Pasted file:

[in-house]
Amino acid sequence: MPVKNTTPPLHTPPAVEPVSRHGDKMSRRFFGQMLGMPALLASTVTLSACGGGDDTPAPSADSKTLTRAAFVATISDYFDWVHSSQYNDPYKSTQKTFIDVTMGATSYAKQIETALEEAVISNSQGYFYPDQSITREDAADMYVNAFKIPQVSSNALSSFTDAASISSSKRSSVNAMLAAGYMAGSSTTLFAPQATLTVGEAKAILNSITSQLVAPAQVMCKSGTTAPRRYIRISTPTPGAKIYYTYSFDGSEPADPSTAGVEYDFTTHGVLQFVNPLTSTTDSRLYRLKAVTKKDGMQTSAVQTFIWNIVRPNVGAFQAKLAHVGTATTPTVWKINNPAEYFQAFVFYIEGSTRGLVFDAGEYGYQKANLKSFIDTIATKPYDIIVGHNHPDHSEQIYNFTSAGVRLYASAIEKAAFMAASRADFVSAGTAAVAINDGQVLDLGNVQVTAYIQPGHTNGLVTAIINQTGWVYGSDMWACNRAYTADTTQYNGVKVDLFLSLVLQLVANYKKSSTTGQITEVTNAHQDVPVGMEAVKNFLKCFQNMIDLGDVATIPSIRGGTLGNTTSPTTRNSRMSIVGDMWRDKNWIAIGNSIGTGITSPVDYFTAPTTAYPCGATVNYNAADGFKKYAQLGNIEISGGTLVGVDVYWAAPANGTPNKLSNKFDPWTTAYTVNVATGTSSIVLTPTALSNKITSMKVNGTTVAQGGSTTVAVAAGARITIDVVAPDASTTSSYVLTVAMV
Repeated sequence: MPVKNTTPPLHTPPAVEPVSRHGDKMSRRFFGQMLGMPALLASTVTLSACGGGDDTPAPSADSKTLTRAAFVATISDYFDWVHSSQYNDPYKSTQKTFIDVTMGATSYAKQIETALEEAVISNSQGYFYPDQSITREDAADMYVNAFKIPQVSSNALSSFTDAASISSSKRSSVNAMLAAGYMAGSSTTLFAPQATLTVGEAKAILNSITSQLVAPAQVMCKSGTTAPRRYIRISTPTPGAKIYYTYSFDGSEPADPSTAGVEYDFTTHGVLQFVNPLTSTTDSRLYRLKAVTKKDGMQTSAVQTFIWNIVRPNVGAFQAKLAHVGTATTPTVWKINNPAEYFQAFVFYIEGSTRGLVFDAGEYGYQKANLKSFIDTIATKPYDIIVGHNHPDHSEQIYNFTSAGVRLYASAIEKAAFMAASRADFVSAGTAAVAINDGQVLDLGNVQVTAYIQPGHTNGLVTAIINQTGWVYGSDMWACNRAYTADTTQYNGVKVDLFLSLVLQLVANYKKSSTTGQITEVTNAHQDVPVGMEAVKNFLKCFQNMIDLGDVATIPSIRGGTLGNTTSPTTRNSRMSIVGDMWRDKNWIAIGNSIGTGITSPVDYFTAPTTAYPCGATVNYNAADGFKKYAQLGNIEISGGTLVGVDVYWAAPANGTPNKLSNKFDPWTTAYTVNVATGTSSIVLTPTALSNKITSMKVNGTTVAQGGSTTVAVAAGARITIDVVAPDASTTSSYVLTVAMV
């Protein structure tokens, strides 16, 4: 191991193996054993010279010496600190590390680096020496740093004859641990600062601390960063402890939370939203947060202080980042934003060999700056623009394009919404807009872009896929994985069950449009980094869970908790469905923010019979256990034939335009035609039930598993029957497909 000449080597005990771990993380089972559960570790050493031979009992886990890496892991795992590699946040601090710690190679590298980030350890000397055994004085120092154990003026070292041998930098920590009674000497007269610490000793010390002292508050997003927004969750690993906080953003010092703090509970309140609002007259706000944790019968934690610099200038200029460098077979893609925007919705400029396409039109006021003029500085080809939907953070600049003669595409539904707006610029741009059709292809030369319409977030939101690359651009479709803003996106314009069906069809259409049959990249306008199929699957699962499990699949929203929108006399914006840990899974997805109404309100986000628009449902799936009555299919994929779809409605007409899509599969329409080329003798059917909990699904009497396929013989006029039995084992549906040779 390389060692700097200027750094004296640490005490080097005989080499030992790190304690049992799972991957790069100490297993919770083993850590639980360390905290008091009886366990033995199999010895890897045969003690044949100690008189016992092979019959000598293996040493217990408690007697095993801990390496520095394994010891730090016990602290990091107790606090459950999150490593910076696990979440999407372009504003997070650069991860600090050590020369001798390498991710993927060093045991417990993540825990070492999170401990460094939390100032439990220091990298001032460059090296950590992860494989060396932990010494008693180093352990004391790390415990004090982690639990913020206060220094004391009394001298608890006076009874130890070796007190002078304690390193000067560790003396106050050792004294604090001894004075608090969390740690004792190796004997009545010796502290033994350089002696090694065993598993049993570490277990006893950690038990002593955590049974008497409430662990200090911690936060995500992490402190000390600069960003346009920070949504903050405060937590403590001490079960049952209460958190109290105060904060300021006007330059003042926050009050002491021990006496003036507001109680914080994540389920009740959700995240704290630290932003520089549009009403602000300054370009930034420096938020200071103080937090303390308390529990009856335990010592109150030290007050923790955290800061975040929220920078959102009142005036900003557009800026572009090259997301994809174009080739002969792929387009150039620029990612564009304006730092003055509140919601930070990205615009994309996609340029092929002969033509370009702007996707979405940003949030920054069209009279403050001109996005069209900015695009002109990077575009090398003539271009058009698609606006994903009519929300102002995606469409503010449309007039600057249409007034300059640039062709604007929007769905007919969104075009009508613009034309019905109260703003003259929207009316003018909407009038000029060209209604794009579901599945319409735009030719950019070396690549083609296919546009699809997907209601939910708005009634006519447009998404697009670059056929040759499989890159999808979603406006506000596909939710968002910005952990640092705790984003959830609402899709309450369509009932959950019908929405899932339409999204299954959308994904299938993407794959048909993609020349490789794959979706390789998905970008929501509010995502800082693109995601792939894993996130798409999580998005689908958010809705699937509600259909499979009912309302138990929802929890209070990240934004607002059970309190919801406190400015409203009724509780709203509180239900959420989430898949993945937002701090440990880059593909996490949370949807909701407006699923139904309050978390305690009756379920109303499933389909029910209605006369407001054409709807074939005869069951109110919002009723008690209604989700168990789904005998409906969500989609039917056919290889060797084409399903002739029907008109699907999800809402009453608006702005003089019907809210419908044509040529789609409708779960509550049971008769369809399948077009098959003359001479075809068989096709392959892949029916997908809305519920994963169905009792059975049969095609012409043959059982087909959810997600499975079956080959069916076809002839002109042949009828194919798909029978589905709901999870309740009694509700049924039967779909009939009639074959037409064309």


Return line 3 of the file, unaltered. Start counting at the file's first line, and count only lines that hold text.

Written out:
Repeated sequence: MPVKNTTPPLHTPPAVEPVSRHGDKMSRRFFGQMLGMPALLASTVTLSACGGGDDTPAPSADSKTLTRAAFVATISDYFDWVHSSQYNDPYKSTQKTFIDVTMGATSYAKQIETALEEAVISNSQGYFYPDQSITREDAADMYVNAFKIPQVSSNALSSFTDAASISSSKRSSVNAMLAAGYMAGSSTTLFAPQATLTVGEAKAILNSITSQLVAPAQVMCKSGTTAPRRYIRISTPTPGAKIYYTYSFDGSEPADPSTAGVEYDFTTHGVLQFVNPLTSTTDSRLYRLKAVTKKDGMQTSAVQTFIWNIVRPNVGAFQAKLAHVGTATTPTVWKINNPAEYFQAFVFYIEGSTRGLVFDAGEYGYQKANLKSFIDTIATKPYDIIVGHNHPDHSEQIYNFTSAGVRLYASAIEKAAFMAASRADFVSAGTAAVAINDGQVLDLGNVQVTAYIQPGHTNGLVTAIINQTGWVYGSDMWACNRAYTADTTQYNGVKVDLFLSLVLQLVANYKKSSTTGQITEVTNAHQDVPVGMEAVKNFLKCFQNMIDLGDVATIPSIRGGTLGNTTSPTTRNSRMSIVGDMWRDKNWIAIGNSIGTGITSPVDYFTAPTTAYPCGATVNYNAADGFKKYAQLGNIEISGGTLVGVDVYWAAPANGTPNKLSNKFDPWTTAYTVNVATGTSSIVLTPTALSNKITSMKVNGTTVAQGGSTTVAVAAGARITIDVVAPDASTTSSYVLTVAMV